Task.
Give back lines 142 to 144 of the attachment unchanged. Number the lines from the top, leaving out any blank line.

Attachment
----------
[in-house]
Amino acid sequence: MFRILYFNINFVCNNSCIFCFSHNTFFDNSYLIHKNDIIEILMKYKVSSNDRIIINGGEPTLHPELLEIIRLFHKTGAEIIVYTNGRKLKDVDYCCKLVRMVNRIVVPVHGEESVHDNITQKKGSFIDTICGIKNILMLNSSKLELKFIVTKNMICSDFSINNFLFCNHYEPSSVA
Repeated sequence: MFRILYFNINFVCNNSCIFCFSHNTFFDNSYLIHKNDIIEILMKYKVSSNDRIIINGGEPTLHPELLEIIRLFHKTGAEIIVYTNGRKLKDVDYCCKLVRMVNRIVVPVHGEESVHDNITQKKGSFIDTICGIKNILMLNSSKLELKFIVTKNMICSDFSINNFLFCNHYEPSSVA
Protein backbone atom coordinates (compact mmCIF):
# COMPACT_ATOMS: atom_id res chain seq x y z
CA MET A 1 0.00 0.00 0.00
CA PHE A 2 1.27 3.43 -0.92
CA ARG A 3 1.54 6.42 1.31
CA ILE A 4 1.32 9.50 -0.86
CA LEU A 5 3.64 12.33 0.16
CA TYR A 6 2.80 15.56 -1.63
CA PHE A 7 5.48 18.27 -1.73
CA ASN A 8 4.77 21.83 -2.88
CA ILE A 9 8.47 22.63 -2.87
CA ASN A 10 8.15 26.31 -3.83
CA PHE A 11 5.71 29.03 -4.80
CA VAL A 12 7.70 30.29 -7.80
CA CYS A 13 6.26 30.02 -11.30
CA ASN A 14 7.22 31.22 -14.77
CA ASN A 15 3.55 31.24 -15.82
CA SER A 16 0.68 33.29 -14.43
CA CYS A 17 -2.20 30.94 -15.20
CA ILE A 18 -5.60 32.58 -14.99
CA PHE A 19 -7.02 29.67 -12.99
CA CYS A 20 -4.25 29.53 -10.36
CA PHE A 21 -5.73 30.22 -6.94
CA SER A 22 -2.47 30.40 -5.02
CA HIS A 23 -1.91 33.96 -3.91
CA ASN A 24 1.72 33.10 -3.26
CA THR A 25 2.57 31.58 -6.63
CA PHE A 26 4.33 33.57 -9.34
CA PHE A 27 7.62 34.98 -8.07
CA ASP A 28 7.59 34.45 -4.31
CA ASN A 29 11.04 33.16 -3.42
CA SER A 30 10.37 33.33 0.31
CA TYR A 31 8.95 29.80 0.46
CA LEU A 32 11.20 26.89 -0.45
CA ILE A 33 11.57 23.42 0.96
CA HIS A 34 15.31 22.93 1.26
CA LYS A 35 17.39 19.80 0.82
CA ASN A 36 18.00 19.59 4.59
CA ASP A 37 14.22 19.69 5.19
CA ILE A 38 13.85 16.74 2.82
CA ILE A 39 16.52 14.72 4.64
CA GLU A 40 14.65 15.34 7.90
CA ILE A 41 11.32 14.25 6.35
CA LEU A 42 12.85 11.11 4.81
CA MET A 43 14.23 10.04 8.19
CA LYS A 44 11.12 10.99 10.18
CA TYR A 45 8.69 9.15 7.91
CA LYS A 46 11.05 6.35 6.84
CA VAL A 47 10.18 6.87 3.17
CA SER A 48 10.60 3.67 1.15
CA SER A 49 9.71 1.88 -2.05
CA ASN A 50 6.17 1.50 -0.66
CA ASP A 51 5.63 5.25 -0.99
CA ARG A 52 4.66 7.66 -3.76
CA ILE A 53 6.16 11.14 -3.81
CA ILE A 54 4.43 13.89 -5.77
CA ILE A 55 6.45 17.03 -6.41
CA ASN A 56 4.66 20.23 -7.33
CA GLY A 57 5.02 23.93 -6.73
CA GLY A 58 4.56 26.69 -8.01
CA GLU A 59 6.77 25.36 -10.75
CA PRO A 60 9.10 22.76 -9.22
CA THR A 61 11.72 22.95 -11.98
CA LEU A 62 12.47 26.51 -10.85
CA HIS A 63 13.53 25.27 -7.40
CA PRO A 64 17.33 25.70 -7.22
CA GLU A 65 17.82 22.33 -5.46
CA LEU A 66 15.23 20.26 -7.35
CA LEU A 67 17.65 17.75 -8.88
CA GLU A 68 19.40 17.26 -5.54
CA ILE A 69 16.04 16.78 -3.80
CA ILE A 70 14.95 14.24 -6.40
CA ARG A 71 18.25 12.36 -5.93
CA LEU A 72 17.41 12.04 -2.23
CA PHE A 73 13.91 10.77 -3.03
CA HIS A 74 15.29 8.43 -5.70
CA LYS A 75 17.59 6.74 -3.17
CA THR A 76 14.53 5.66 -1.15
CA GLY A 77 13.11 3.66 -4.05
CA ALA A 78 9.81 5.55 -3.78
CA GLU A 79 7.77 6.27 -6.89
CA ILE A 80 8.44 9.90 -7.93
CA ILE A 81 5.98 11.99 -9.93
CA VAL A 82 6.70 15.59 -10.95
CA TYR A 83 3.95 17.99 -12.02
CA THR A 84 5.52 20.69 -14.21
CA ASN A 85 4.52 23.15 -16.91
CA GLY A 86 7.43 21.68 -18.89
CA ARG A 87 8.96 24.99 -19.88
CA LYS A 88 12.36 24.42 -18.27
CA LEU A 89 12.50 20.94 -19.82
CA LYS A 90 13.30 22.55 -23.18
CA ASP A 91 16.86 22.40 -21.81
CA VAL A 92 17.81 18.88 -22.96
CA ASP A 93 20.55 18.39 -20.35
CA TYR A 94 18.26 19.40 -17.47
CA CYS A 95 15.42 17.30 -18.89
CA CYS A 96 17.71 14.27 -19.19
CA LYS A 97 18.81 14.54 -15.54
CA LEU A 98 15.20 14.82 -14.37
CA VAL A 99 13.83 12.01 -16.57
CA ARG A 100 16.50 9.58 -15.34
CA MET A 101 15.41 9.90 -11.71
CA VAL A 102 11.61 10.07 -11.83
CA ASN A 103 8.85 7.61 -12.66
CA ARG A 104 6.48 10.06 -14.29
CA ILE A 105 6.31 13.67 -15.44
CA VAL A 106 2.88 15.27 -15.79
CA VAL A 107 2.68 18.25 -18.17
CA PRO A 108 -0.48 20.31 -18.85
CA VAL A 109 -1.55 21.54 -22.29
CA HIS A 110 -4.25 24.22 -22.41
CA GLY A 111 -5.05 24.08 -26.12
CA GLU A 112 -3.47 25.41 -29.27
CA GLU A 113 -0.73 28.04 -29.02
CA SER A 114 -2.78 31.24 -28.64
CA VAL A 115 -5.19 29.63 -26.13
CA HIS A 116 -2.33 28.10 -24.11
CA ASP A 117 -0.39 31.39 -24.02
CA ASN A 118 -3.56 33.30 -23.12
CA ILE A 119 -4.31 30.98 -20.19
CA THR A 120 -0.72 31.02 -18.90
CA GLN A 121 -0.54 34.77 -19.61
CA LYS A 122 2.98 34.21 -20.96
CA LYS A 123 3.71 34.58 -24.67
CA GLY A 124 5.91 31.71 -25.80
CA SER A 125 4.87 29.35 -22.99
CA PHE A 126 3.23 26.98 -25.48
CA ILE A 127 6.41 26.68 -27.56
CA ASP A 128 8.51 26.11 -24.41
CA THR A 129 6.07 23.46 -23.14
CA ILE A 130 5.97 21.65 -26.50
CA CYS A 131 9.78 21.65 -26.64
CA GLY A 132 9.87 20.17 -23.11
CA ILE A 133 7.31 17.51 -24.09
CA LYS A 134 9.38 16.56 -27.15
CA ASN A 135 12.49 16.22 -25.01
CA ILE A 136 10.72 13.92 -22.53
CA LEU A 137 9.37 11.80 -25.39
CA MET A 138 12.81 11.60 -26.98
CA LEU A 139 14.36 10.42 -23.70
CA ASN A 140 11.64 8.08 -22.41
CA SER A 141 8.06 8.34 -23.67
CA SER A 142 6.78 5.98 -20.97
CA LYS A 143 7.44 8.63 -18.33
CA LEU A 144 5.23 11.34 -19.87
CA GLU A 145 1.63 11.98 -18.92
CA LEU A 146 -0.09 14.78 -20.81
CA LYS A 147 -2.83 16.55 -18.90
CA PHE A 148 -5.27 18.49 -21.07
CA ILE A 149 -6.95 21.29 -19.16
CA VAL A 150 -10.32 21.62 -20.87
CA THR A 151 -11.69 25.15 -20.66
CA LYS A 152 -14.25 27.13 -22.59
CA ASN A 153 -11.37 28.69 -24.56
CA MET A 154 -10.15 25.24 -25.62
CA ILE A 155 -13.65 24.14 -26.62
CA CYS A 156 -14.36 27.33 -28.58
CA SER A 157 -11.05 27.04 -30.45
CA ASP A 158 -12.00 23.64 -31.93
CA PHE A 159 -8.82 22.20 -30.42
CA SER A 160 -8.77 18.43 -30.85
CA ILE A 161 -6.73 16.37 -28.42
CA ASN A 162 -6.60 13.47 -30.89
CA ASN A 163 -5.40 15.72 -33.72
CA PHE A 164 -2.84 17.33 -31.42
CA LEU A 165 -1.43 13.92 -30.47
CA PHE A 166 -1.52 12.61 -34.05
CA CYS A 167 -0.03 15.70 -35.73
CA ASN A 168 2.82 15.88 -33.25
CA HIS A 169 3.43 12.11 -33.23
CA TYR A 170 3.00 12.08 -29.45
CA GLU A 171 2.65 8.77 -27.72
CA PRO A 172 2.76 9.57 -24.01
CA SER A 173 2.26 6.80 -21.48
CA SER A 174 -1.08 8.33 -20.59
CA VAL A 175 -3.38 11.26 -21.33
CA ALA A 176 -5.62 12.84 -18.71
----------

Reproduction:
CA LEU A 137 9.37 11.80 -25.39
CA MET A 138 12.81 11.60 -26.98
CA LEU A 139 14.36 10.42 -23.70